Chemotherapy is one of the main treatments used to treat pancreatic cancer. It involves using drugs to kill cancer cells in your body. Chemotherapy can also damage healthy cells which often causes the side effects of chemotherapy.

Depending on your treatment plan, you may receive chemotherapy on its own, or in conjunction with radiotherapy and/or surgery. Your treatment plan will depend on the stage of your cancer.

Chemotherapy can be prescribed with different treatment goals. Your doctor may recommend chemotherapy to: 

  • shrink your tumour before surgery for a better chance of removal (called neo-adjuvant chemotherapy) 
  • destroy any remaining cancer cells after surgery to help prevent the cancer from returning (called adjuvant chemotherapy)
  • when surgery is not an option, it can slow down the cancer growth. 

Chemotherapy is generally administered through a drip (intravenously) into the veins. Some chemotherapy medicines also come in tablet form.

Before chemotherapy, your medical oncology team will provide you with detailed information on your chemotherapy drugs and common side effects based on your individual treatment plan. This will include information on preparing for chemotherapy, what to expect after and how to best manage side effects.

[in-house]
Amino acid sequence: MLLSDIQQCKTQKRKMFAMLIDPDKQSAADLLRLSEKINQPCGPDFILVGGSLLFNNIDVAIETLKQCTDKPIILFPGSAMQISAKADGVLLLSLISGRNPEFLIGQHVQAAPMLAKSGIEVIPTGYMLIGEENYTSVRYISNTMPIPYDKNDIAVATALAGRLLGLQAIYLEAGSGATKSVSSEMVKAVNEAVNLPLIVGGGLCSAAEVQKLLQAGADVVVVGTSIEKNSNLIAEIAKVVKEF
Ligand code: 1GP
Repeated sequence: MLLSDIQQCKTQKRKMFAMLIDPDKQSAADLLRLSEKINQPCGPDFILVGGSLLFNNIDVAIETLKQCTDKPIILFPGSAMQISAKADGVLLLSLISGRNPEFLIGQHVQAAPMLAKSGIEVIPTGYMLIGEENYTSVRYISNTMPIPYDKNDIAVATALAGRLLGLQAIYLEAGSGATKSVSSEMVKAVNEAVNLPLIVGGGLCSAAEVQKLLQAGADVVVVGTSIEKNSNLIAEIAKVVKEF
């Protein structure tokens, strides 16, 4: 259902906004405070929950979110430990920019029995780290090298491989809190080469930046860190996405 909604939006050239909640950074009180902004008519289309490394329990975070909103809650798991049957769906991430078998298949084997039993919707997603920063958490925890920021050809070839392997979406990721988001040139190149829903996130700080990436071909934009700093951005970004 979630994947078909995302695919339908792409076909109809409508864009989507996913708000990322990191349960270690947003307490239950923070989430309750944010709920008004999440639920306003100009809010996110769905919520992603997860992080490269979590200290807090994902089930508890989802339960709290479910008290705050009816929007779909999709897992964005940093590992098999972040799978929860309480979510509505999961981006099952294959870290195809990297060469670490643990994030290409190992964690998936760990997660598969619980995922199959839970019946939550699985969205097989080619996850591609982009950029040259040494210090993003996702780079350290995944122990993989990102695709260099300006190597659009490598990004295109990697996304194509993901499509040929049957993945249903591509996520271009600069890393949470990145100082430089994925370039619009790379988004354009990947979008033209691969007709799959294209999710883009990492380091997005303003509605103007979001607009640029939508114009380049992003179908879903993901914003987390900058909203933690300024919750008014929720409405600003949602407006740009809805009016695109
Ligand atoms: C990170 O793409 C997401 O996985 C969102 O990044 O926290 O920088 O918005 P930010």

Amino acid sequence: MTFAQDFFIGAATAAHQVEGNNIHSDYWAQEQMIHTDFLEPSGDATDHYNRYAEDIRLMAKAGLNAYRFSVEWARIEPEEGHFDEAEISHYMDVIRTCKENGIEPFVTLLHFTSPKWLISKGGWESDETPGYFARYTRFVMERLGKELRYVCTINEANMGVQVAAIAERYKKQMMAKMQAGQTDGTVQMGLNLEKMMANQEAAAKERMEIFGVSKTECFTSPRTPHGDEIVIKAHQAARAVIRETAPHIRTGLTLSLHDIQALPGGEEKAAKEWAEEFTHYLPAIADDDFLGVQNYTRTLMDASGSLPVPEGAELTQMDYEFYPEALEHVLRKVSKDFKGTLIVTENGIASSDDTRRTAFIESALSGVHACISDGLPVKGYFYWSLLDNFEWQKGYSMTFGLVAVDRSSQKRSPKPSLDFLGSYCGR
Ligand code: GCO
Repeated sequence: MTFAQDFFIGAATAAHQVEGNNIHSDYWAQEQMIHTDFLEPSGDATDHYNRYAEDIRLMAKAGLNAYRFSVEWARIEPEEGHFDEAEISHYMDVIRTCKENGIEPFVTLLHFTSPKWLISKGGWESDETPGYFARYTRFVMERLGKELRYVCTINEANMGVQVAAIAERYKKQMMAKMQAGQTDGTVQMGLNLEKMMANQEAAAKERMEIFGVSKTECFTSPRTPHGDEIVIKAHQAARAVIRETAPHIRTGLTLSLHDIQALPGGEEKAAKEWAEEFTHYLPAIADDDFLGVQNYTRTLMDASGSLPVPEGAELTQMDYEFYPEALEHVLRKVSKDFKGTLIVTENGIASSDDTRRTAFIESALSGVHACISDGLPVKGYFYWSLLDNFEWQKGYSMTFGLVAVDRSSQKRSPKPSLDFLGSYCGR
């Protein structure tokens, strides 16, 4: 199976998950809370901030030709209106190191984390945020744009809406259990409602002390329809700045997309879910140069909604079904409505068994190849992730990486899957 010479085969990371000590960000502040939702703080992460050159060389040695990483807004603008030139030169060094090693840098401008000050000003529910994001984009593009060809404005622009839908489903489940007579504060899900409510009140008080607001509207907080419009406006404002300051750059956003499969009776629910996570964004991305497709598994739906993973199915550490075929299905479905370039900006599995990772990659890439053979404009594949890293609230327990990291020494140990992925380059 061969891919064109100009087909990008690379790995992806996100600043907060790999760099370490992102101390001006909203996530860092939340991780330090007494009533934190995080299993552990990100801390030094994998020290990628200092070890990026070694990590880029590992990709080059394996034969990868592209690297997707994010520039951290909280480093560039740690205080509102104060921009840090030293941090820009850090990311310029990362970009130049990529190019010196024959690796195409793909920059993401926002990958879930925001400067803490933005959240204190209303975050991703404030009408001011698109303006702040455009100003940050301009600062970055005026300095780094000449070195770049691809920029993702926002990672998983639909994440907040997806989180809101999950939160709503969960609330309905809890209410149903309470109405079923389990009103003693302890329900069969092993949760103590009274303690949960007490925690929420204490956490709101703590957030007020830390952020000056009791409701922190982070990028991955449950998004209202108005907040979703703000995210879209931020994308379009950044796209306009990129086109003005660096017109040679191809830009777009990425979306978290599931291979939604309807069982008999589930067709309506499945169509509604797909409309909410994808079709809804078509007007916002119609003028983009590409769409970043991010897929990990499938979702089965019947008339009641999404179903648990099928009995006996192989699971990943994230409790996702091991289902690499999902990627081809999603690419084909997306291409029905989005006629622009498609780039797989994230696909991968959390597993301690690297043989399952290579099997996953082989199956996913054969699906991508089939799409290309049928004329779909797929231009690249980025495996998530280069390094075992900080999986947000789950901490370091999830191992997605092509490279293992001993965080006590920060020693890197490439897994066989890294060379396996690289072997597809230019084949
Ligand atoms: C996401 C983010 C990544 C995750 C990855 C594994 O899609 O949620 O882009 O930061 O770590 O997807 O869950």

Watch: Chemotherapy and radiation therapy for pancreatic cancer | Patient education video

 Side effects of chemotherapy 

Most chemotherapy drugs work to kill fast-growing cells (e.g. cancer cells). They may also affect other types of fast-growing cells such as cells in the bone marrow, gastrointestinal tract, skin, hair and nails. This leads to common side effects of chemotherapy, including:

  • nausea and vomiting
  • hair loss
  • skin and nail changes
  • mouth sores
  • changes in appetite, taste, and smell
  • increased risk of infections (due to reduced white blood cell counts) 
  • bruising or bleeding more easily (from low platelet counts)
  • anaemia (low red blood cell counts) leading to tiredness and shortness of breath. 

Certain chemotherapy drugs can lead to specific long-term effects on the heart, kidneys and other organs, as well as fertility issues. The intensity and type of side effects vary widely among individuals and depend on the specific drugs used, the dosage and duration of treatment.

Treatments for pancreatic cancer may also cause changes in how your pancreas works. As a result of these changes, you may experience the following symptoms: 

  • nausea and vomiting
  • diarrhoea 
  • no appetite 
  • changes in bowel habits 
  • heartburn or indigestion
  • feeling full quickly after eating (early satiety).   

Before you start chemotherapy, your doctor will discuss your treatment options with you and the potential side effects of your specific treatment. If you start to experience any side effects, notify your healthcare team immediately so they can be managed effectively and as soon as possible.